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With fair weather forecast for the coming weeks there is an uptake in farmers and gardeners out and preparing for the new season.
While this year has been particularly wet, the forecast is now for dryer and much warmer weather. The long rage forecast is always available via the UK met office here.

Check your Soil

Soil temperatures have risen from 4 degrees to 7 degrees in most of the UK in the recent weeks with the warm weather likely to push them above 8 degrees before mid-March.
Wild and native planting can begin in earnest for a range of grass types. While popular species like clover would benefit from a later growing cycle, ryegrass, festuloliums and Timothy grass are all viable and actually benefit from the higher soil moisture level during their early growth.
Lighter soils are more suitable for early season growing, it may still be a few weeks before it is ideal for heavier soils to take a seed. The same applies to reseeding and over-seeding.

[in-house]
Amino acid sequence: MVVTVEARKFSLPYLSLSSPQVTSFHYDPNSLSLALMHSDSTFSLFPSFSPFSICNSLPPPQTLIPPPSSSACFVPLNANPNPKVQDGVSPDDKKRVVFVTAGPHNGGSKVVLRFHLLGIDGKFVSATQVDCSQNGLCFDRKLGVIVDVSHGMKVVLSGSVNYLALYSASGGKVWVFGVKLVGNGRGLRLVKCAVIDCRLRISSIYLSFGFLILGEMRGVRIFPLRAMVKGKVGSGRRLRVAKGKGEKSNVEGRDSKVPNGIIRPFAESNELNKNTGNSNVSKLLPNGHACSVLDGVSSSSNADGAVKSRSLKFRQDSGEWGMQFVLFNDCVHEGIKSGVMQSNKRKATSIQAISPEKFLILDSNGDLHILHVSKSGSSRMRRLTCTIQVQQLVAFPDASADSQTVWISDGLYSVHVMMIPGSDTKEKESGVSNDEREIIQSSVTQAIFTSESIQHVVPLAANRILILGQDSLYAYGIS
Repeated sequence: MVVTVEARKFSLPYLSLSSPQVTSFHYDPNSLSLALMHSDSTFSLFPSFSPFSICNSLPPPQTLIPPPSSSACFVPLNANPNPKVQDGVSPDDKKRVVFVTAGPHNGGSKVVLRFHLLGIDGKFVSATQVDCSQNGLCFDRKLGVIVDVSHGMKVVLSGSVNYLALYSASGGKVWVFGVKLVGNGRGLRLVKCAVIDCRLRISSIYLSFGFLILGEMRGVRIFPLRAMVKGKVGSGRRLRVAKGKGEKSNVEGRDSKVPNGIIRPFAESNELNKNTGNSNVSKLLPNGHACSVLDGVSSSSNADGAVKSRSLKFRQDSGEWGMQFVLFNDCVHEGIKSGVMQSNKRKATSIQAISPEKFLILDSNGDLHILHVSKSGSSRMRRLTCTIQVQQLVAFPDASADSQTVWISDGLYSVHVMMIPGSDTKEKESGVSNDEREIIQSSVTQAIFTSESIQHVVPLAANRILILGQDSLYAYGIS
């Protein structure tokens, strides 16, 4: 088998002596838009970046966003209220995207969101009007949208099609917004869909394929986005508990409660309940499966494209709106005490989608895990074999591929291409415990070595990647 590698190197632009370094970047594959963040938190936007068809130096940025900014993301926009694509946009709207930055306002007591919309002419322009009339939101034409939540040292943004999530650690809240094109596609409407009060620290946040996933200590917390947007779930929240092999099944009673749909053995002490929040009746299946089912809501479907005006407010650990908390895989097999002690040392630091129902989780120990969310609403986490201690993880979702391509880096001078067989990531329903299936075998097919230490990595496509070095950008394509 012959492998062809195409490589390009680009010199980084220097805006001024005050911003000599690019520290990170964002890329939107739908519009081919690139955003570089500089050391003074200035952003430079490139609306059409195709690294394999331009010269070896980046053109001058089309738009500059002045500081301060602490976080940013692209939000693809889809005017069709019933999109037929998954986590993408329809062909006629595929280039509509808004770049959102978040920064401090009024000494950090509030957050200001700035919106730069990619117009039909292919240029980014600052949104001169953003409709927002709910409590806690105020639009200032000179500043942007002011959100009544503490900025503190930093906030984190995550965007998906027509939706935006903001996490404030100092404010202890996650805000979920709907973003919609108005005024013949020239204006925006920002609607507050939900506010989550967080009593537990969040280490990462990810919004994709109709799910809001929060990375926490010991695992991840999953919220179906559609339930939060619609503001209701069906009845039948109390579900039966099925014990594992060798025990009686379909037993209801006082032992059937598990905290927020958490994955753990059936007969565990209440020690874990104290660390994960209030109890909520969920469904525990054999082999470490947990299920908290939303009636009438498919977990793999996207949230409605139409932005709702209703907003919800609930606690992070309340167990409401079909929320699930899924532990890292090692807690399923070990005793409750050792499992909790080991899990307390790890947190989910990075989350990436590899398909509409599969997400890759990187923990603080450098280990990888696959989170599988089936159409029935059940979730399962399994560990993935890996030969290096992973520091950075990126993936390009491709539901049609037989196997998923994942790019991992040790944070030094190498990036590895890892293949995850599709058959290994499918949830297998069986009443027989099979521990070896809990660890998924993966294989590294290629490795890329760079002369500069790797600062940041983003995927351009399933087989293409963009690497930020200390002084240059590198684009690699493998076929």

A few checks and precautions should make early season a success.

Seed Choice

First a soil fertility check. Check for nutrients, weeds and compaction. Digging out a small test area to see if the soil is suitable or needs remedial work (or time).
A wet winter also causes certain weed types to thrive and you may find issues with your Autumn planting which may have had ingress from unwanted weeds over the past 3 months. Now is definitely a time to consider weeding your Autumn sewn seed beds.
Chickweed, docks, thistles, knotweed, mayweed and redshank have all been on the increase over the past 3 years so dealing with any issues with ingress from these would be a priority.
Dr Nicola Perry of Agriscience says:
“If chickweed is the main problem, or where significant dock populations were present at the time of reseeding, treating with Envy (florasulam + fluroxypyr) is a good idea as this can be sprayed at a good dose rate of 1.5-litres/ha. It also works well at the start of the season when there are dramatic variations in day and night time temperatures.
“Where there is a wide range of weeds growing, including thistles, treating with Leystar (clopyralid + florasulam + fluroxypyr) would be better as this has a broader spectrum of activity. Both Envy and Leystar are very safe to grass but will kill clover. If having legumes in the mixture is important, spray out the weeds first and stitch clover back in after three months”